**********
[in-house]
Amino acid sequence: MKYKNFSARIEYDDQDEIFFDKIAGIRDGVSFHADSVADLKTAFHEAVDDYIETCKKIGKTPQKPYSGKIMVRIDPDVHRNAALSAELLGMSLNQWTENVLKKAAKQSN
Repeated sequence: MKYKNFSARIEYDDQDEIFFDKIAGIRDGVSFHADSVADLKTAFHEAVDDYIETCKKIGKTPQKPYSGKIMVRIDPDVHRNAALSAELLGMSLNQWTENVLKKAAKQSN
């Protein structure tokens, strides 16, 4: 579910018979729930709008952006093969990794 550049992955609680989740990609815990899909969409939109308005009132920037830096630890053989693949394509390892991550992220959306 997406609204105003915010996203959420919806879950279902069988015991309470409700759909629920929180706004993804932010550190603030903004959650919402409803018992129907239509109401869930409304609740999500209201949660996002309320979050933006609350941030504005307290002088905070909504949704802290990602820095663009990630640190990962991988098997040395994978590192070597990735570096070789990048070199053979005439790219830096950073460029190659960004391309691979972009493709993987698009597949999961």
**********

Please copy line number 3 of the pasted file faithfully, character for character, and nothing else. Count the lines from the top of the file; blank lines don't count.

Repeated sequence: MKYKNFSARIEYDDQDEIFFDKIAGIRDGVSFHADSVADLKTAFHEAVDDYIETCKKIGKTPQKPYSGKIMVRIDPDVHRNAALSAELLGMSLNQWTENVLKKAAKQSN